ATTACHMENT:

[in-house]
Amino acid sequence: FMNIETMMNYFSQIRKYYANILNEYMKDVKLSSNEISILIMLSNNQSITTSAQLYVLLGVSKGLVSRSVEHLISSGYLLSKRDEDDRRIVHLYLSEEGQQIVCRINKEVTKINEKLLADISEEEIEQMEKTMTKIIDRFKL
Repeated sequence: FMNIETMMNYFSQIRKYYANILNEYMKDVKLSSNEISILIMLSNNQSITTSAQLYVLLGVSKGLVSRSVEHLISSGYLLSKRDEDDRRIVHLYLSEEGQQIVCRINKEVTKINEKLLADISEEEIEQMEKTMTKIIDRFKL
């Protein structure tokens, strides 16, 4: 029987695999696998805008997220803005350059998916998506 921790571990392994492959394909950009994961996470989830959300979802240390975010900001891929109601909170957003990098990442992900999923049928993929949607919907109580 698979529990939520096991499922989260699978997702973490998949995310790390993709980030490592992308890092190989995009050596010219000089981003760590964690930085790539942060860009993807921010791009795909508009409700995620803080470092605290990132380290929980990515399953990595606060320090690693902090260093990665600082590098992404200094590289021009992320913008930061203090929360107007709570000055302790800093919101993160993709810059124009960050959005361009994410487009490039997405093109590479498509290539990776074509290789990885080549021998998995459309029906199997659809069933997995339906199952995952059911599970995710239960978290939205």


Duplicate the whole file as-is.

[in-house]
Amino acid sequence: FMNIETMMNYFSQIRKYYANILNEYMKDVKLSSNEISILIMLSNNQSITTSAQLYVLLGVSKGLVSRSVEHLISSGYLLSKRDEDDRRIVHLYLSEEGQQIVCRINKEVTKINEKLLADISEEEIEQMEKTMTKIIDRFKL
Repeated sequence: FMNIETMMNYFSQIRKYYANILNEYMKDVKLSSNEISILIMLSNNQSITTSAQLYVLLGVSKGLVSRSVEHLISSGYLLSKRDEDDRRIVHLYLSEEGQQIVCRINKEVTKINEKLLADISEEEIEQMEKTMTKIIDRFKL
């Protein structure tokens, strides 16, 4: 029987695999696998805008997220803005350059998916998506 921790571990392994492959394909950009994961996470989830959300979802240390975010900001891929109601909170957003990098990442992900999923049928993929949607919907109580 698979529990939520096991499922989260699978997702973490998949995310790390993709980030490592992308890092190989995009050596010219000089981003760590964690930085790539942060860009993807921010791009795909508009409700995620803080470092605290990132380290929980990515399953990595606060320090690693902090260093990665600082590098992404200094590289021009992320913008930061203090929360107007709570000055302790800093919101993160993709810059124009960050959005361009994410487009490039997405093109590479498509290539990776074509290789990885080549021998998995459309029906199997659809069933997995339906199952995952059911599970995710239960978290939205």